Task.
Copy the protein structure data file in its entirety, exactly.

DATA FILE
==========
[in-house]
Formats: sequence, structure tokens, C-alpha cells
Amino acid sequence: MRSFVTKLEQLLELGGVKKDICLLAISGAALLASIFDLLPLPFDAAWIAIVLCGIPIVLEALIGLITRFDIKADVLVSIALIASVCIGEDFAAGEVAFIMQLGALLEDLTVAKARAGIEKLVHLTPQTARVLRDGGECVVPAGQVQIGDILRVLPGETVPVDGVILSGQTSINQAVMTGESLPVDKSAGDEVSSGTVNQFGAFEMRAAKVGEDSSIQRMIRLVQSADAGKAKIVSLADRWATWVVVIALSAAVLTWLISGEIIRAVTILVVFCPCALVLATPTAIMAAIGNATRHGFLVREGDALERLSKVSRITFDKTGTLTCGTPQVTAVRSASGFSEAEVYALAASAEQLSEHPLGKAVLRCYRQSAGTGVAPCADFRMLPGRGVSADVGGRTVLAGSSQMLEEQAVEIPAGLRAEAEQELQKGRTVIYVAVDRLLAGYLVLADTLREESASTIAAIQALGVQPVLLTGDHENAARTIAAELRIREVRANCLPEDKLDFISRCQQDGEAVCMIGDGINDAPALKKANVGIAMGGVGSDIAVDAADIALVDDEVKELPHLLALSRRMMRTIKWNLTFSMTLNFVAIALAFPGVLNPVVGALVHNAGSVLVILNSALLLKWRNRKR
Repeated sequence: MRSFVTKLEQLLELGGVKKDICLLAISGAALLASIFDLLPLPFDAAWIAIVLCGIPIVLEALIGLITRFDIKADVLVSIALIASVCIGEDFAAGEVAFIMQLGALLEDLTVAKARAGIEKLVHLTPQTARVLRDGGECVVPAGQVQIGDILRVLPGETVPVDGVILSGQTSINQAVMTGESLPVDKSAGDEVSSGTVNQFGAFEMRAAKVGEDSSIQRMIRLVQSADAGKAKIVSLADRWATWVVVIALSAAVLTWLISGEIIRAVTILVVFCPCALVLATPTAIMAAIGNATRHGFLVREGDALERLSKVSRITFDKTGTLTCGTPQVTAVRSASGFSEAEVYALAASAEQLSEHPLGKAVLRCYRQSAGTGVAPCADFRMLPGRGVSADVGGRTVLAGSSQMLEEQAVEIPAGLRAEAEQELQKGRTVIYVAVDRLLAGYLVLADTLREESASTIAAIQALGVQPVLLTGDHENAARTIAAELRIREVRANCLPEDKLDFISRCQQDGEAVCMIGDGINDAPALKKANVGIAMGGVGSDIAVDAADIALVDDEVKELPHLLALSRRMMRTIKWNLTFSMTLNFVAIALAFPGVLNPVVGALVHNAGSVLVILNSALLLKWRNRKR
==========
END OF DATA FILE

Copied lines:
[in-house]
Formats: sequence, structure tokens, C-alpha cells
Amino acid sequence: MRSFVTKLEQLLELGGVKKDICLLAISGAALLASIFDLLPLPFDAAWIAIVLCGIPIVLEALIGLITRFDIKADVLVSIALIASVCIGEDFAAGEVAFIMQLGALLEDLTVAKARAGIEKLVHLTPQTARVLRDGGECVVPAGQVQIGDILRVLPGETVPVDGVILSGQTSINQAVMTGESLPVDKSAGDEVSSGTVNQFGAFEMRAAKVGEDSSIQRMIRLVQSADAGKAKIVSLADRWATWVVVIALSAAVLTWLISGEIIRAVTILVVFCPCALVLATPTAIMAAIGNATRHGFLVREGDALERLSKVSRITFDKTGTLTCGTPQVTAVRSASGFSEAEVYALAASAEQLSEHPLGKAVLRCYRQSAGTGVAPCADFRMLPGRGVSADVGGRTVLAGSSQMLEEQAVEIPAGLRAEAEQELQKGRTVIYVAVDRLLAGYLVLADTLREESASTIAAIQALGVQPVLLTGDHENAARTIAAELRIREVRANCLPEDKLDFISRCQQDGEAVCMIGDGINDAPALKKANVGIAMGGVGSDIAVDAADIALVDDEVKELPHLLALSRRMMRTIKWNLTFSMTLNFVAIALAFPGVLNPVVGALVHNAGSVLVILNSALLLKWRNRKR
Repeated sequence: MRSFVTKLEQLLELGGVKKDICLLAISGAALLASIFDLLPLPFDAAWIAIVLCGIPIVLEALIGLITRFDIKADVLVSIALIASVCIGEDFAAGEVAFIMQLGALLEDLTVAKARAGIEKLVHLTPQTARVLRDGGECVVPAGQVQIGDILRVLPGETVPVDGVILSGQTSINQAVMTGESLPVDKSAGDEVSSGTVNQFGAFEMRAAKVGEDSSIQRMIRLVQSADAGKAKIVSLADRWATWVVVIALSAAVLTWLISGEIIRAVTILVVFCPCALVLATPTAIMAAIGNATRHGFLVREGDALERLSKVSRITFDKTGTLTCGTPQVTAVRSASGFSEAEVYALAASAEQLSEHPLGKAVLRCYRQSAGTGVAPCADFRMLPGRGVSADVGGRTVLAGSSQMLEEQAVEIPAGLRAEAEQELQKGRTVIYVAVDRLLAGYLVLADTLREESASTIAAIQALGVQPVLLTGDHENAARTIAAELRIREVRANCLPEDKLDFISRCQQDGEAVCMIGDGINDAPALKKANVGIAMGGVGSDIAVDAADIALVDDEVKELPHLLALSRRMMRTIKWNLTFSMTLNFVAIALAFPGVLNPVVGALVHNAGSVLVILNSALLLKWRNRKR